As the number of vacant entry-level manufacturing positions continues to grow, manufacturing and industrial leaders are finding it increasingly difficult to maintain a poker face. By 2030, the manufacturing skill gap is projected to result in a need for 2.1 million skilled manufacturing workers and with 2.6 million baby boomers expected to retire from their manufacturing jobs in the following decade, manufacturing leaders are starting to utter the alarming phrase, “talent shortage.”
However, hiring isn’t as easy as it used to be. According to The Manufacturing Institute, U.S manufacturers believe that manufacturing hiring is now 36% harder than it was in 2018 with 78% of manufacturers stating they project experiencing difficulties in attracting and retaining workers in 2021 and beyond.
Before explaining how contract manufacturing can solve these problems, let’s take a closer look at the multiple factors causing the manufacturing hiring challenges in the first place.
What are the Factors Impacting Hiring in the Manufacturing Industry?
While it may be easier to attribute the current hiring challenges plaguing the manufacturing industry purely to the pandemic, the reality of the situation is more complex. From COVID-19 to demographic implications, here are the confluence of factors negatively impacting Original Equipment Manufacturers' (OEMs) ability to hire a complete skilled workforce.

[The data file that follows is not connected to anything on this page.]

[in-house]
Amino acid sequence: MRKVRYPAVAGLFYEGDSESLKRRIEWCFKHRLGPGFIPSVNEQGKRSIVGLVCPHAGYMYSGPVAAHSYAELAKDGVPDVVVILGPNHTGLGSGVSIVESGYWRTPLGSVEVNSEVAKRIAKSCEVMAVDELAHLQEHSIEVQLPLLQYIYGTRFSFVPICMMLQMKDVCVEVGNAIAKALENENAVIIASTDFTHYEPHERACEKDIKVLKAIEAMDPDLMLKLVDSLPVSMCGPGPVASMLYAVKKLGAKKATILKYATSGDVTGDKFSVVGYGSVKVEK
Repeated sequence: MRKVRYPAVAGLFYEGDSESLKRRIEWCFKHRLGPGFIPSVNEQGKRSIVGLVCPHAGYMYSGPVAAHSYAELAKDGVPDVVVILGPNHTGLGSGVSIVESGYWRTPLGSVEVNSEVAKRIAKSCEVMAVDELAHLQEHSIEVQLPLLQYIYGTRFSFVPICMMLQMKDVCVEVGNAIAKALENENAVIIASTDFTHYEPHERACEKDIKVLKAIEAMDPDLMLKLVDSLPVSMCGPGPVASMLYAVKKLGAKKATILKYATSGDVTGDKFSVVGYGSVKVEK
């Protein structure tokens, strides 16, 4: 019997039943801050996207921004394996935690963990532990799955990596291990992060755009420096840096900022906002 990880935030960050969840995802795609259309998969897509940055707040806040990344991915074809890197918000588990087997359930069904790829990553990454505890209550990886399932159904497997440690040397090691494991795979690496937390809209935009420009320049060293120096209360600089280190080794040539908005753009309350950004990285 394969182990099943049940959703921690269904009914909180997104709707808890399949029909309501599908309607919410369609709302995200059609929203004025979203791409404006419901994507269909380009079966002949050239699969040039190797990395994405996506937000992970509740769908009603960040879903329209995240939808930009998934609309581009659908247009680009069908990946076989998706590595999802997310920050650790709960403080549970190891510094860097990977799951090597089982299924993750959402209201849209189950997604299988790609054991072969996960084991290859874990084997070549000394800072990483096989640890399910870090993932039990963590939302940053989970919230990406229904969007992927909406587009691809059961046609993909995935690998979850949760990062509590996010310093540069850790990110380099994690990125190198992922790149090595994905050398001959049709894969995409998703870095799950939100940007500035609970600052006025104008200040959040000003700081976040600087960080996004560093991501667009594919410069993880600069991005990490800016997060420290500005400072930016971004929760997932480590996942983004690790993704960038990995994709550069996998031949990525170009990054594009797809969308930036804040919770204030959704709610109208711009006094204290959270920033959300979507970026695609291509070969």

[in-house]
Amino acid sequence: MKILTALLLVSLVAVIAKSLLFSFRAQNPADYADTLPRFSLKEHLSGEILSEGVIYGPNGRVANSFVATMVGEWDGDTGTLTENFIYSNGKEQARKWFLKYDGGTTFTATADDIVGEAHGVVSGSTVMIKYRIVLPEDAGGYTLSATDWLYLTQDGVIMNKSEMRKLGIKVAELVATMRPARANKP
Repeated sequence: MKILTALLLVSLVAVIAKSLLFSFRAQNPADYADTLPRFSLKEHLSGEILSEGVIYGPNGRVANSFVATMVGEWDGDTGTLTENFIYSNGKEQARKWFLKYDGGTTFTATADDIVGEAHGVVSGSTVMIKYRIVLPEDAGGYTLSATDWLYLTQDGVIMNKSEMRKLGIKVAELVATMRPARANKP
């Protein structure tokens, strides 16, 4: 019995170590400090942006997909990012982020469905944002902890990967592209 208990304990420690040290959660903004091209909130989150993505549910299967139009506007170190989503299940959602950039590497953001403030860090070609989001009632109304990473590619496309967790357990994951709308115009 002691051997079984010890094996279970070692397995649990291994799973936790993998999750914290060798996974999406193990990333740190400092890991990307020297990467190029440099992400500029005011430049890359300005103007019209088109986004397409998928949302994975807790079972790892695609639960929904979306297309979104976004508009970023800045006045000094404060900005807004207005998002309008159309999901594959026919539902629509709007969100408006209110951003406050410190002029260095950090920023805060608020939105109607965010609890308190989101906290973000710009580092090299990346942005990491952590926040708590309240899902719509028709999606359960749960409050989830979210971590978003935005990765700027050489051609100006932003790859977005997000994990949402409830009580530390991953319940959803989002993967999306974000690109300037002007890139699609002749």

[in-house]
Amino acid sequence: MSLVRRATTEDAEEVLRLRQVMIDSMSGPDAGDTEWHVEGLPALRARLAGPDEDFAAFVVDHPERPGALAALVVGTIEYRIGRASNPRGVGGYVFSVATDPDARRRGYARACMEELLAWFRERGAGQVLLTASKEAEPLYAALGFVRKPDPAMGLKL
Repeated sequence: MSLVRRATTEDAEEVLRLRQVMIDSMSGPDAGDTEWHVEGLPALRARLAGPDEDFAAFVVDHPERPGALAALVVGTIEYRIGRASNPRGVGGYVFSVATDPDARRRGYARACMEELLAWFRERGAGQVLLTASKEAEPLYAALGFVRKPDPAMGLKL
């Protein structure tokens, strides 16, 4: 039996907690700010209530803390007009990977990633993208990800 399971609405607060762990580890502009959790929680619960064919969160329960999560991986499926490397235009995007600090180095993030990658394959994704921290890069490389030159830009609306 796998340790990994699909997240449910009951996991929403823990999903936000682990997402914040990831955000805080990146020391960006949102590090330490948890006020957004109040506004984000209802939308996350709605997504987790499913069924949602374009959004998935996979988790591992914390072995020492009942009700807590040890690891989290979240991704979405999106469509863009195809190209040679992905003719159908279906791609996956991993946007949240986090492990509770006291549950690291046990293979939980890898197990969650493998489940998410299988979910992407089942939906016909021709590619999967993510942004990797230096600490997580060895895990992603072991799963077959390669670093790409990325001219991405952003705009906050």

There are several demographic factors contributing to manufacturing hiring difficulties. Since these factors are all occurring concurrently, their detrimental effects are compounded creating the multiple challenges facing manufacturing companies.
Shrinking populations - According to the recent Census, 16 states saw their population decrease as the United States experienced the slowest national population growth since the Great Depression.
Aging populations - The 65-and-older population grew by 34.2% over the past decade. As baby boomers continue to age, the viable applicant pool for manufacturers to hire from will continue to shrink.
Low unemployment rates prior to the pandemic - Many states were experiencing low unemployment rates even before COVID-19. Low unemployment rates make it increasingly difficult to recruit the right talent to fill open manufacturing roles.
It will come as no surprise that the pandemic has caused OEMs of all sizes to quickly scramble and try to fill the gaps in their workforce. The manufacturing industry netted a startling loss of 578,000 jobs during the pandemic-challenged year of 2020. OEMs also face an accentuated fluctuation of consumer demand. With decreased demand for some products and increased demand for others, OEMs need to find a way to remain flexible and quickly adjust production volume as needed.
3 Ways Contract Manufacturing Alleviates OEM Employment Difficulties
COVID-19 and other demographic factors have greatly impacted OEMs’ ability to attract and hire new talent. However, manufacturers can leverage partnering with a contract manufacturer to alleviate these pain points and guide them through the current hiring crisis.